It’s Bobby Bonilla Day, in honor of the baseball player who made one of the best financial decisions of all time
Who is Bobby Bonilla?
To Gen Xers and older millennials, he formed one half of “Bobby Bo and Barry Bo” with Barry Bonds on the Pittsburgh Pirates of the 1980s. To younger fans who only dimly know baseball, he briefly played for the New York Mets at the turn of the millennium. To fans of sports business, he’s the best dealmaker of all time, the GOAT of contract negotiations.
Bonilla hasn’t played a Major League Baseball game in more than 20 years, but today is “Bobby Bonilla Day,” when he gets his annual $1.193 million check from the Mets because of his (and his agents’) deal-making genius.
In 1991, Bonilla signed a five-year, $29 million contract with the New York Mets that at the time was the most expensive contract in professional sports. He underperformed as a Met, and was traded before the contract expired. In 2000, after Bonilla was traded back to the Mets, they elected to buy Bonilla out of the remainder of his contract rather than keep him as a player.
The Mets and Bonilla’s agents structured a deal that deferred the remainder of his contract over a 25-year period, from 2011 until 2035, with 8% interest raises every year.
At the time, Mets ownership was famously locked into investment partnerships with notorious Ponzi schemer Bernie Madoff, which they were promised would deliver double-digits returns. With that in mind, Mets ownership reportedly believed deferring Bonilla’s contract was the more financially viable option for the team at the time. The Madoff money never came, of course, and the Mets were wrong.
Now Bonilla is 59 years old, and because of the deferred structure of the deal he made with agents Dennis Gilbert and Rick Thurman, he will continue to receive an annual check from the Mets until 2035, the year he turns 72.
“Bobby was always very interested in making sure he had money in the future,” Gilbert, who spent time as a minor league baseball player before becoming an agent, told Fortune. “When I played in the minor leagues, I was so sad seeing Major League players coming out of the game with little or no money and a few years later, having to take really menial-type jobs.”
As an agent working with Bonilla, Gilbert told Fortune, the strategy was all about “taking the money of today and putting it in the bank of tomorrow.”
That strategy continues to pay off for Bonilla, whose July 1 annual payday has gained such notoriety that it’s been dubbed Bobby Bonilla Day in the sports world.
“It’s just such an anomaly in sports, it just can’t help but be noticed. There’s no way to replicate it,” said Joshua Kusnick, a former baseball agent, in an interview with Fortune. “As an agent, I look at a deal like that as like the secret recipe to Coca-Cola. I’m never going to figure it out—all I could do is admire it.”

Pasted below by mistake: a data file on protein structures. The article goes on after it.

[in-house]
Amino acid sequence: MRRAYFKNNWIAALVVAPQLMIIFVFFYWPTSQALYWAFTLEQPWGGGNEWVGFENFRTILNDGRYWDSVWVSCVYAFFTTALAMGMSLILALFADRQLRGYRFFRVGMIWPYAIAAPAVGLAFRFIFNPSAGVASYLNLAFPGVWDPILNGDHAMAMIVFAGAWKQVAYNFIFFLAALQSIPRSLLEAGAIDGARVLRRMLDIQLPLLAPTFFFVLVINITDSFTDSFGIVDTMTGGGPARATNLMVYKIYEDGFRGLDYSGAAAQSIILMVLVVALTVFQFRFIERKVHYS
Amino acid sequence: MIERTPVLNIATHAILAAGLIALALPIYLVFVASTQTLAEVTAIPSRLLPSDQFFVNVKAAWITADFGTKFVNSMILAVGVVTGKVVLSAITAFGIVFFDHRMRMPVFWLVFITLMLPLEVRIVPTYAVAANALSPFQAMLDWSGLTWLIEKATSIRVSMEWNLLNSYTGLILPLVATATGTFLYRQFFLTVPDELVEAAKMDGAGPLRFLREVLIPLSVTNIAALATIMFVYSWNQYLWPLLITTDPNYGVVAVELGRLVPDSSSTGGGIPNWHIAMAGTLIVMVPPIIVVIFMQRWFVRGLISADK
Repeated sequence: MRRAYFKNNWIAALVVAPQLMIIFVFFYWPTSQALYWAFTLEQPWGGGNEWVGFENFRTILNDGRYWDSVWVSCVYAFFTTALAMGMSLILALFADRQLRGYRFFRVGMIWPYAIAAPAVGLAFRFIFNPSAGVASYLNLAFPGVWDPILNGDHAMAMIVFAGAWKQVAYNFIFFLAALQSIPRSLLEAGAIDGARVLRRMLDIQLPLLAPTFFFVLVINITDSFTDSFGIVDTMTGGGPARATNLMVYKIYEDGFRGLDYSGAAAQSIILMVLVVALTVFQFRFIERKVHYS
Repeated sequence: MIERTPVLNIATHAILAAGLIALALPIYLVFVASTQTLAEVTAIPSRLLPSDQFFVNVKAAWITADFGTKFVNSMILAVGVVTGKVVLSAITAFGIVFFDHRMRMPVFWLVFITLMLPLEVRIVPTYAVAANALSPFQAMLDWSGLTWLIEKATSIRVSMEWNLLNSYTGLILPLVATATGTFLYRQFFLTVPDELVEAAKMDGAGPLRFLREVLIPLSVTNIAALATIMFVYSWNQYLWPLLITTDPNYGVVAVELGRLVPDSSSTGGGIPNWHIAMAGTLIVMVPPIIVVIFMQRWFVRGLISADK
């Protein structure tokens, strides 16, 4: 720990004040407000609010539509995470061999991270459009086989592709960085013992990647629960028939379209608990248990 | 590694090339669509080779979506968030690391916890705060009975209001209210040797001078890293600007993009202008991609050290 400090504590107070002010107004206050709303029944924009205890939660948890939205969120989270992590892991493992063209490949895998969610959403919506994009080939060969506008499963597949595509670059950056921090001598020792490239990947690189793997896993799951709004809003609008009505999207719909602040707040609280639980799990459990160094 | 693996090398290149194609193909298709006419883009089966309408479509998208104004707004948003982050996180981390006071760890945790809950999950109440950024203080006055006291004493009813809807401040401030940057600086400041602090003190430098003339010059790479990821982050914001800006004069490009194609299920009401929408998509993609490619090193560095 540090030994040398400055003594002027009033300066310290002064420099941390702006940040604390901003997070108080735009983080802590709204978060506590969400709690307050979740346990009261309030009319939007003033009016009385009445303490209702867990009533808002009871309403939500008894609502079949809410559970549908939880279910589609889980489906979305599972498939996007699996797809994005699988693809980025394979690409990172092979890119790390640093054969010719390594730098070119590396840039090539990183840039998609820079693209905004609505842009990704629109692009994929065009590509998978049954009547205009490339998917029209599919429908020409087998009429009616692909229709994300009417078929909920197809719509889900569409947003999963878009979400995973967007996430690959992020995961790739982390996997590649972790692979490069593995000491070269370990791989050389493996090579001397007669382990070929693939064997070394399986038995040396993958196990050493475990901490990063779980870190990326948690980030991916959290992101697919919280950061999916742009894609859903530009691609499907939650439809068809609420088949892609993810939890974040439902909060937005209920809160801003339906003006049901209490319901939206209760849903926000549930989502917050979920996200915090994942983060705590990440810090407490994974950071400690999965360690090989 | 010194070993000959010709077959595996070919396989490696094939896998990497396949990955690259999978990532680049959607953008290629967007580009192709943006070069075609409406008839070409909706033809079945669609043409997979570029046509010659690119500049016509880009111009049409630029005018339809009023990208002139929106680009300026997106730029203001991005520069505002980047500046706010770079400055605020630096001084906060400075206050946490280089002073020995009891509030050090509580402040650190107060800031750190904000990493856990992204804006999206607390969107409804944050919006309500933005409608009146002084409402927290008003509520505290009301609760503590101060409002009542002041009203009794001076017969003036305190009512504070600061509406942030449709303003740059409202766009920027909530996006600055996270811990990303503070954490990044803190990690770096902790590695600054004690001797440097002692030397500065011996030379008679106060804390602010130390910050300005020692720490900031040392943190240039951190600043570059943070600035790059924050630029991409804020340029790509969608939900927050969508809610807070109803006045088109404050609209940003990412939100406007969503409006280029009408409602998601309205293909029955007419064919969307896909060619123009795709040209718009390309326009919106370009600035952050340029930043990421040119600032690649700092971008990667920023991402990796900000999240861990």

While it’s perhaps the most famous, Bonilla’s deal isn’t the only lopsided deal in sports history. In the 1970s, when the National Basketball Association was merging with the American Basketball Association, the Spirits of St. Louis was not one of the teams that the NBA elected to invite into its league.
To compensate for their franchise shutting its doors, the owners of the Spirits struck a deal with the NBA to be paid in perpetuity one-seventh of the national television revenue of the four ABA teams that did merge into the NBA. Despite never owning an NBA team, Spirits owners Ozzie and David Silna have received more than $800 million from the deal.
This year, Bonilla, along with Kusnick and his former agents, will commemorate the annual payday with a package of original NFTs, one of which is the original contract itself.
Gilbert, who now runs an insurance agency and works as a special assistant to the chairman of the Chicago White Sox, said he still gets calls from current agents hoping to secure contracts for their players similar to Bonilla’s, proving the legacy of the deal continues to live on in the sports agency world.
Most recently, Gilbert said, MLB agent Joe Longo called him up to talk about the deal while negotiating former MVP Christian Yelich’s nine-year, $215 million deal with the Milwaukee Brewers.
Mirroring the Bonilla deal, much of Yelich’s contract was deferred, and he will continue to receive payments from the Brewers until 2042, when he will be 50 years old.
No longer an agent, Gilbert says celebrating Bobby Bonilla Day has become something of an annual tradition of his.
“If you want to see me in person, look behind home plate at Dodgers Stadium tonight,” Gilbert said. “I’ll be sitting there wearing a shirt that says ‘Happy Bobby Bonilla Day.’”
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